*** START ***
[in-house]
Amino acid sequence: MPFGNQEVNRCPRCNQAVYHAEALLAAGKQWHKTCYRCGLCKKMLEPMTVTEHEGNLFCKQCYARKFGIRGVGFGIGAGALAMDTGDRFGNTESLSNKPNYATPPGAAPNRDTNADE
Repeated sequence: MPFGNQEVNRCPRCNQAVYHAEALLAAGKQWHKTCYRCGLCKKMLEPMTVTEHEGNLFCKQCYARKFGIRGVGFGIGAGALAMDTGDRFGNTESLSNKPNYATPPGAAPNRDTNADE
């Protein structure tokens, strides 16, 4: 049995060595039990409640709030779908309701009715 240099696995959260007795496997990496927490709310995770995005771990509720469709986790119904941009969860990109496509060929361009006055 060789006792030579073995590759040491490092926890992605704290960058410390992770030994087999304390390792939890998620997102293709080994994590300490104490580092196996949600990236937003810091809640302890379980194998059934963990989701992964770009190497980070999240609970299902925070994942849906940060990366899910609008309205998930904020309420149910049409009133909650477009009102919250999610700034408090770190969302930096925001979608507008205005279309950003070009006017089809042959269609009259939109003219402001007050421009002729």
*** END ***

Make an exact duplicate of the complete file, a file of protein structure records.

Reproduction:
[in-house]
Amino acid sequence: MPFGNQEVNRCPRCNQAVYHAEALLAAGKQWHKTCYRCGLCKKMLEPMTVTEHEGNLFCKQCYARKFGIRGVGFGIGAGALAMDTGDRFGNTESLSNKPNYATPPGAAPNRDTNADE
Repeated sequence: MPFGNQEVNRCPRCNQAVYHAEALLAAGKQWHKTCYRCGLCKKMLEPMTVTEHEGNLFCKQCYARKFGIRGVGFGIGAGALAMDTGDRFGNTESLSNKPNYATPPGAAPNRDTNADE
């Protein structure tokens, strides 16, 4: 049995060595039990409640709030779908309701009715 240099696995959260007795496997990496927490709310995770995005771990509720469709986790119904941009969860990109496509060929361009006055 060789006792030579073995590759040491490092926890992605704290960058410390992770030994087999304390390792939890998620997102293709080994994590300490104490580092196996949600990236937003810091809640302890379980194998059934963990989701992964770009190497980070999240609970299902925070994942849906940060990366899910609008309205998930904020309420149910049409009133909650477009009102919250999610700034408090770190969302930096925001979608507008205005279309950003070009006017089809042959269609009259939109003219402001007050421009002729």